The Ibanez brand dates back to 1929 and the name itself is actually Spanish in origin, although rights to the name were bought by Japanese manufacturers Hoshino Gakki in 1935.
The company graduated from copying popular American brands to making original designs in the late '70s, often bearing the names of highly influential players from across a wide range of styles and genres.
It's just over two years since we last inspected their basses in the form of the splendid SR700, so we're delighted to get our hands on the rather chic looking BTB470.
Where the Ibanez SR range is fairly compact in appearance, the Indonesian-made BTB470 immediately gives the impression of greater mass, even though in reality there's less wood in the body than in, say, a Fender P-bass.
Ibanez eschews the standard forearm chamfer, choosing to bevel both top and bottom edges to create a sculpted line that culminates at the tip of the horns.
A ribcage indent is in its accepted place, and the thin, over-extended upper horn looks a bit like a refugee from a Burns Bison. The lower horn is more of an elongated shark's fin, and both are deeply cut away for excellent access to the highest frets. The BTB is really stable in a seated position - perhaps one benefit of the exaggerated horns and setting the neck close to the front edge of the body.
The bulk of the body is constructed from mahogany and clothed in a dense coat of pearl white. These thick, ‘flat' finishes always make us worried as to the quality of the wood beneath, but Ibanez tells us that they use a five-piece maple/bubinga sandwich for the through-neck part. We can tell you about the neck's fast, shallow, super-slim ‘C' profile - it's really comfortable under the hand and makes this bass a joy to play.
There's a strengthening bulge below the black composite nut, while the down-sized hourglass headstock has a slight bulge at its top corner and is recessed to provide a break-angle for the strings over the nut.
The Ibanez-branded tuners are finished in dark chrome, or cosmo black as the catalogue says, and these send the strings onto a rosewood fingerboard bearing abalone dots and 23.5 medium nickel frets. Yes, check out the top end of the neck: there's only half a fret. It's a detail which won't affect your playing... when was the last time you used the highest fret on E or A strings?
More crucially, the BTB470 has a 35" scale. This will give greater tension for any given gauge of strings in standard tuning, and should help retain articulation should you choose to tune down. At the other end Ibanez has fitted a four-piece MR-2 bridge, designed so that the strings are actually anchored a few millimetres into the body of the bass, another element that should help to foster focused notes with better sustain.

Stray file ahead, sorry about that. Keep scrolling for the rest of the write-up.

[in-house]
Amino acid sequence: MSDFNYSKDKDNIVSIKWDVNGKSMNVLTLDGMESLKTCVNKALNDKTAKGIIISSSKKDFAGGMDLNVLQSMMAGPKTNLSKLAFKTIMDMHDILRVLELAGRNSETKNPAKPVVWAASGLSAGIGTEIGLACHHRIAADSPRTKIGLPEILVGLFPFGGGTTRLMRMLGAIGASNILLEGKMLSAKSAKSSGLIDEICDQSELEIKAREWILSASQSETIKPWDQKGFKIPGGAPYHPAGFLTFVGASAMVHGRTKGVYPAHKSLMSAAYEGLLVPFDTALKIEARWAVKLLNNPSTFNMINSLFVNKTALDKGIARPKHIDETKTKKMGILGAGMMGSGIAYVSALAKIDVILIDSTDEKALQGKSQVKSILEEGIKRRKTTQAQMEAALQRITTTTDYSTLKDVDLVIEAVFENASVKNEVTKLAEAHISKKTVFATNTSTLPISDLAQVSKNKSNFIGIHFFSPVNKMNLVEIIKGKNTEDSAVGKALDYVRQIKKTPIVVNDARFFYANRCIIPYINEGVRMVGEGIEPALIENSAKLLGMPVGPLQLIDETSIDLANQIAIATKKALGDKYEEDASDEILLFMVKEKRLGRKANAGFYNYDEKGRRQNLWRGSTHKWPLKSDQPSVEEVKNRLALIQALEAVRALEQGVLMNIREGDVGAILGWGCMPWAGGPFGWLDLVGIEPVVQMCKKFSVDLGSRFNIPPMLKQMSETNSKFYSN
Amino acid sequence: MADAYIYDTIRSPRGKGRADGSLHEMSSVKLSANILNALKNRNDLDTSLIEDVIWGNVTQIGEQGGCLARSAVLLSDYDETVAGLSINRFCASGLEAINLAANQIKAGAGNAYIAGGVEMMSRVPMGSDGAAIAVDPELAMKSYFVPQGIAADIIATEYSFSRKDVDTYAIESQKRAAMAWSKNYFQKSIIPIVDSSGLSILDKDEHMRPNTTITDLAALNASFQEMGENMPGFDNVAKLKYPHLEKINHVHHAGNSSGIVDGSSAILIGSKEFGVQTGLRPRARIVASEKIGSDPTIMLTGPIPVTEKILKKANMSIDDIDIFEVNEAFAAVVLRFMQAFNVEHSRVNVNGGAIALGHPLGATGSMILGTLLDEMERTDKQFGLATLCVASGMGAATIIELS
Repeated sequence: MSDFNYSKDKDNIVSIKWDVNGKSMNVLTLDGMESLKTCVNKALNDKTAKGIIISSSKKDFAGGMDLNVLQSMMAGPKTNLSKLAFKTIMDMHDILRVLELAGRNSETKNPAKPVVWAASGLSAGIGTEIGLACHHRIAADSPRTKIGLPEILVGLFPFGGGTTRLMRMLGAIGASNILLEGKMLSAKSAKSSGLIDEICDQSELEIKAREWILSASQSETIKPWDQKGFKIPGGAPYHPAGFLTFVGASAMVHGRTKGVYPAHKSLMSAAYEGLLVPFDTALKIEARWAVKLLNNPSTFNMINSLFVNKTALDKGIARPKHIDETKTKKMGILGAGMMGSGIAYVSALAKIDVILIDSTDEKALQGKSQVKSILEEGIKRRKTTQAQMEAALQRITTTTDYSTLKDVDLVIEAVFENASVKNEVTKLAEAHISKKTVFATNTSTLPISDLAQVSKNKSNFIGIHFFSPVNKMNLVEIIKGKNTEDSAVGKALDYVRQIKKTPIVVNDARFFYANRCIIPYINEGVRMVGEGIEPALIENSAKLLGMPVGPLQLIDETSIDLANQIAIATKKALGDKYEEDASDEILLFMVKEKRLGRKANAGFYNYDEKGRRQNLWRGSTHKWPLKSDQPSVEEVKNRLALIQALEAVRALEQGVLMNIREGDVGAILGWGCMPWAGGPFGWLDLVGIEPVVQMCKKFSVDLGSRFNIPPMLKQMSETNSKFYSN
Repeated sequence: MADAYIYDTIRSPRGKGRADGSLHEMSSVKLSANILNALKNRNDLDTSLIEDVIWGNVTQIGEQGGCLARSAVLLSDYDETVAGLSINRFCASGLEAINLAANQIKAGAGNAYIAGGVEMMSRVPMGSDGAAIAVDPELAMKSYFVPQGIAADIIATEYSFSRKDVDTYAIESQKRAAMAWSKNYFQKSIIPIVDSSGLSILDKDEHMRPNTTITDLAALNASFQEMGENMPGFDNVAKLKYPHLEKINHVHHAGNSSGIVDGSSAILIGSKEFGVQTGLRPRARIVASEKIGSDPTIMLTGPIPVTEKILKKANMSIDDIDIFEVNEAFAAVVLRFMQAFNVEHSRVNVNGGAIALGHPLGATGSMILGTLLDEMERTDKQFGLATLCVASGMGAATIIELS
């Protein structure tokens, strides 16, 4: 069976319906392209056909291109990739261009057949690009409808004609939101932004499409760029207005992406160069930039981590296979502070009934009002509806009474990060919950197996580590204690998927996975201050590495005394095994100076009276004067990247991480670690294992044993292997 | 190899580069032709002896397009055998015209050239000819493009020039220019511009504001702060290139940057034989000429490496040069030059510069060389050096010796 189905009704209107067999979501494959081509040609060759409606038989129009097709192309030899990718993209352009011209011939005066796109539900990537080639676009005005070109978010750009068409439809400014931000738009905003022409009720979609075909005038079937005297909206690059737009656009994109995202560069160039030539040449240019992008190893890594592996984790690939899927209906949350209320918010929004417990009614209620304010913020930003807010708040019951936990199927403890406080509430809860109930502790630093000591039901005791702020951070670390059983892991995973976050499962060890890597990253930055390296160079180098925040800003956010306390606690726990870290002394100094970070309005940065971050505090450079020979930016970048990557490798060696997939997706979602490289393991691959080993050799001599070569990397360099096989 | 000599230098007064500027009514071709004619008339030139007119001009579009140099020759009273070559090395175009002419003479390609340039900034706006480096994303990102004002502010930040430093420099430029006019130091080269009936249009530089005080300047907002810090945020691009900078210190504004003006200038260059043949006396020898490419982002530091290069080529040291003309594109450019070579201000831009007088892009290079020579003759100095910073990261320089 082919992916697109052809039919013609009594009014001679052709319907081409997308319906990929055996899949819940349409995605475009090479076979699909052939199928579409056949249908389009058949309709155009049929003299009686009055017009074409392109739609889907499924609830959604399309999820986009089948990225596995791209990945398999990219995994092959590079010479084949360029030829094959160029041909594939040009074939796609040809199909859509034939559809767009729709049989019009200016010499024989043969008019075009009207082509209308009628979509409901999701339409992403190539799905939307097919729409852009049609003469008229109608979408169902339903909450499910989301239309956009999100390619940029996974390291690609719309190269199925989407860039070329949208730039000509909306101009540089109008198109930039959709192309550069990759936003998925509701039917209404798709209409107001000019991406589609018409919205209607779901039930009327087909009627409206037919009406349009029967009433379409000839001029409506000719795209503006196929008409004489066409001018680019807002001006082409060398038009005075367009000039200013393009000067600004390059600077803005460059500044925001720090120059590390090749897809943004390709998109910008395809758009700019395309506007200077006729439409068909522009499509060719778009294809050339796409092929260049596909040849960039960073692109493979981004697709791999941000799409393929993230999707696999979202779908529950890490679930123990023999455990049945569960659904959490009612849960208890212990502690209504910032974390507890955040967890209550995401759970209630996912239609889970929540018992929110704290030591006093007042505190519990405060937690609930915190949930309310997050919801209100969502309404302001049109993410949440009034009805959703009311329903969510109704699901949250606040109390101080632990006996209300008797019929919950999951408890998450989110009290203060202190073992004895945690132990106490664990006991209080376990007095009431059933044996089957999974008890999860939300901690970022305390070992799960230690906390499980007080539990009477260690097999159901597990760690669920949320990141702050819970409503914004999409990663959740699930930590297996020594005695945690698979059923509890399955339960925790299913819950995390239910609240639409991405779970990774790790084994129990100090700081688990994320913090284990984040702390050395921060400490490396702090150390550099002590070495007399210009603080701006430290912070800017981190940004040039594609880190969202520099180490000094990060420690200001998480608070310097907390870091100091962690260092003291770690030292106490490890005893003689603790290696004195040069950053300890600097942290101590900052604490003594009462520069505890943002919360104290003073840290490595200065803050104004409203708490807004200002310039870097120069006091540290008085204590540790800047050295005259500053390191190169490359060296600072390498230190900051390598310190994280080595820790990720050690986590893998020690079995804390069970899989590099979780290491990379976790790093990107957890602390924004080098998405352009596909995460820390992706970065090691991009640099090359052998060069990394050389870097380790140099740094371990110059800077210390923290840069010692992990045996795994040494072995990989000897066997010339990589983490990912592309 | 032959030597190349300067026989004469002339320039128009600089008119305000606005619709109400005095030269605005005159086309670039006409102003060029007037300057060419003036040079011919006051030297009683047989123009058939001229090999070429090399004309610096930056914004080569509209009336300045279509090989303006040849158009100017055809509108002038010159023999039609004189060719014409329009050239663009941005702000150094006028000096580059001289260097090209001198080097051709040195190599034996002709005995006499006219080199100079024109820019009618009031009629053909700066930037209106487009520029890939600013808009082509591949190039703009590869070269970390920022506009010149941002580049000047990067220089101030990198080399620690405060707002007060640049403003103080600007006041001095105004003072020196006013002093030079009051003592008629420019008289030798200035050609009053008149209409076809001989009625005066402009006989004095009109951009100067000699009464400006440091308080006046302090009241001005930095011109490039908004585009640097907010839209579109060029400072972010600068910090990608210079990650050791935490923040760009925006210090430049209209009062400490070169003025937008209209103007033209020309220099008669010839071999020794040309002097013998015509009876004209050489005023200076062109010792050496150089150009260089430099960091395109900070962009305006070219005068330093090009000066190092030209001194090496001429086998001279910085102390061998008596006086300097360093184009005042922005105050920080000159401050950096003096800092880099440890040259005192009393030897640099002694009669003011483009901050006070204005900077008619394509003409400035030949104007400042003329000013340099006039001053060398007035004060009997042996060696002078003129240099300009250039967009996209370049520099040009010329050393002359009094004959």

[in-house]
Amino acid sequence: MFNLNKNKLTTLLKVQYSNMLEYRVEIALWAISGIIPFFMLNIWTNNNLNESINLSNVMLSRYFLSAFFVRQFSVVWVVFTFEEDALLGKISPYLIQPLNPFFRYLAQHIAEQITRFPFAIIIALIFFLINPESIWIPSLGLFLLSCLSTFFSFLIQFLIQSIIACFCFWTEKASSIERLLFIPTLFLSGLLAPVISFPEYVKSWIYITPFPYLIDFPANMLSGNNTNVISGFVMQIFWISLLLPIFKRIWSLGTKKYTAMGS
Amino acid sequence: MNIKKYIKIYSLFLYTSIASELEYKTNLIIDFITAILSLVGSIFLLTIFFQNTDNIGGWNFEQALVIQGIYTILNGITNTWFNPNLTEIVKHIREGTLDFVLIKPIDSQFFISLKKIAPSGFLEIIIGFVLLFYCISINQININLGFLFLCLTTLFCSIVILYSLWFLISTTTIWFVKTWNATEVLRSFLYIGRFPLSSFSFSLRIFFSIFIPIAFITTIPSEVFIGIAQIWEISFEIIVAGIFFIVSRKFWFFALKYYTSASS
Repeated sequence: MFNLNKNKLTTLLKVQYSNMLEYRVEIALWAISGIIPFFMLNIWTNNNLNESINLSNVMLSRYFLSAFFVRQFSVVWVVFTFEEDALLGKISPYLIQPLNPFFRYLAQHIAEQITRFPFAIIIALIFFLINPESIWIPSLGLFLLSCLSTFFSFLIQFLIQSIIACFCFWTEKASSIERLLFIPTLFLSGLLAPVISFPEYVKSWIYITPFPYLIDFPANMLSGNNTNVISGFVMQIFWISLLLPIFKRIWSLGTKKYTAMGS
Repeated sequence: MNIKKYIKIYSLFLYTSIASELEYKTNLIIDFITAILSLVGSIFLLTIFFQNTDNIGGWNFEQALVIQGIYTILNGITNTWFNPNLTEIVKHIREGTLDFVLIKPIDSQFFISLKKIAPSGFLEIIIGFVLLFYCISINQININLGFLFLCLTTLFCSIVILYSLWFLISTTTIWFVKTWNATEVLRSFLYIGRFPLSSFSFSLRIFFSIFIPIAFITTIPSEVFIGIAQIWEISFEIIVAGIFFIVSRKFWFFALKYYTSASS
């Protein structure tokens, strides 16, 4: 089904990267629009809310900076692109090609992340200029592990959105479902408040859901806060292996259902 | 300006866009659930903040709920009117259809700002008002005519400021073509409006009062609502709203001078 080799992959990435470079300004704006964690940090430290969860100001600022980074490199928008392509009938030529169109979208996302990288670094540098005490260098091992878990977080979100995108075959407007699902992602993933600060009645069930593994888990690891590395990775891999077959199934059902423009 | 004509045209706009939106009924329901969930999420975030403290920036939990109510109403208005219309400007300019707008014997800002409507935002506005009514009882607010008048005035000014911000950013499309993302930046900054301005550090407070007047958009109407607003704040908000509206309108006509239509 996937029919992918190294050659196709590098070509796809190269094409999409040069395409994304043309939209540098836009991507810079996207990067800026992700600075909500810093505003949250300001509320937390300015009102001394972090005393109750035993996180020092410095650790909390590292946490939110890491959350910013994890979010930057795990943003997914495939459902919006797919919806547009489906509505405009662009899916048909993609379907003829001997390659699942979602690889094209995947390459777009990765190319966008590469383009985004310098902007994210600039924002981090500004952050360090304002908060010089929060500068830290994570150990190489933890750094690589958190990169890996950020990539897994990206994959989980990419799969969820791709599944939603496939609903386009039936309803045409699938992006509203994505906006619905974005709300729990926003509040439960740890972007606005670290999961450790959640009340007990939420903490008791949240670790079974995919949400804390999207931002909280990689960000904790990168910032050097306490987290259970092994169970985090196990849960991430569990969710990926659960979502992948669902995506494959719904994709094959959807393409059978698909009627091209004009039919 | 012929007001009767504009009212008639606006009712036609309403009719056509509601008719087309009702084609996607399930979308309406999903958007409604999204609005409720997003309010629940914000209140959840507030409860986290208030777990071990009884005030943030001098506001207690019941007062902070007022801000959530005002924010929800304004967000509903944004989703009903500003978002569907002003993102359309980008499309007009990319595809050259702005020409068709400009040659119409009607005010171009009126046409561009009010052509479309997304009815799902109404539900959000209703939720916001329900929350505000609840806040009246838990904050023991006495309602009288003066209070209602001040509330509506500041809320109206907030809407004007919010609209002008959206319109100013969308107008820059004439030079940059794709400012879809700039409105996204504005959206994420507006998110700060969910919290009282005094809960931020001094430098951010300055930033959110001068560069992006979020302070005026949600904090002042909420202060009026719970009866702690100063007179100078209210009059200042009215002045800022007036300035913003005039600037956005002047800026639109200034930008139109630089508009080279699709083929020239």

Finally, the BTB470 is active-powered. It carries two black Bartolini MK2 soapbar humbuckers linked to volume and balance controls and a Bartolini MK2 three-band EQ offering control over Bass, Middle and Treble.
Both Bartolinis on together gives a clean, clear sound with a fine bottom-end growl and a well-defined, reasonably even midrange, although there's just a hint of high-mid bias on the higher strings, which suggests a possible slight bridge pickup dominance.
Isolating the neck pickup supports the theory: in this setting the BTB's mids and highs are more natural. The bridge pickup alone isn't too blocked-nose in character, though of course it's thinner on the higher strings and errs overall on the brittle side. The top-end isn't totally overpowering, though, and the tone is tighter at the bottom end.
In truth, the BTB's natural pure bass content isn't overpowering, and enlisting the EQ is the best way forward. Blend in some added low-end and the BTB is quite convincing in twin pickup mode, with an edgy bottom, a dark midrange with lots of presence and D and G strings that are full and satisfying enough, even though the zingy response remains. The EQ's extra warmth makes for a usable fingerstyle sound on the bridge pickup and donates a welcome thud to the soloed neck pickup, nudging the BTB towards wide-open rock'n'roll territory.
With any pickup configuration, cutting Middle isn't a positive move, due both to the loss of level that goes with it and to the tonal unpleasantness of the results. Boosting Middle, generally in conjunction with Bass, induces more punch and presence from the neck pickup, tightening it without accentuating the negative elements in bridge mode and elsewhere adding stature and a feeling of power.
Half-boost on the Treble knob polishes the sound, inducing a nice, clean cutting edge in neck and twin mode and a snappier but thinner result from the bridge pickup. Full boost gets you nasty, aggressive highs that are fun to slap with, but a bit too noisy for most occasions.